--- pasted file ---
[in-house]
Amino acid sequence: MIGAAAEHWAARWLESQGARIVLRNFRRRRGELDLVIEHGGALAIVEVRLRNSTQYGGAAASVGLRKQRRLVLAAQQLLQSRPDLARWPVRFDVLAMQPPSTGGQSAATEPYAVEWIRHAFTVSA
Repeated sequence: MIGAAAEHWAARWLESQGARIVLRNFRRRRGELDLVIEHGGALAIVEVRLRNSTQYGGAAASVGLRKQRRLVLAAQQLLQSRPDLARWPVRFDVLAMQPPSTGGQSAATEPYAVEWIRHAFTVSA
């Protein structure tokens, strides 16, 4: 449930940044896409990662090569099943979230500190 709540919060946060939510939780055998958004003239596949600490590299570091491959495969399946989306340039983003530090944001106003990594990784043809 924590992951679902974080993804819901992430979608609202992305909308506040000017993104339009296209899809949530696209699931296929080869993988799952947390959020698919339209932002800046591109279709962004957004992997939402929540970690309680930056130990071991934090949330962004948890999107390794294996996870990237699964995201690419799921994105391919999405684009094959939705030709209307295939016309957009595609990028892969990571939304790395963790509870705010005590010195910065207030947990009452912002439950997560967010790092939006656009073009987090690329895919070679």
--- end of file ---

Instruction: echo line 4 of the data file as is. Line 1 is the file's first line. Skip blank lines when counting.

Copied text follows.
């Protein structure tokens, strides 16, 4: 449930940044896409990662090569099943979230500190 709540919060946060939510939780055998958004003239596949600490590299570091491959495969399946989306340039983003530090944001106003990594990784043809 924590992951679902974080993804819901992430979608609202992305909308506040000017993104339009296209899809949530696209699931296929080869993988799952947390959020698919339209932002800046591109279709962004957004992997939402929540970690309680930056130990071991934090949330962004948890999107390794294996996870990237699964995201690419799921994105391919999405684009094959939705030709209307295939016309957009595609990028892969990571939304790395963790509870705010005590010195910065207030947990009452912002439950997560967010790092939006656009073009987090690329895919070679």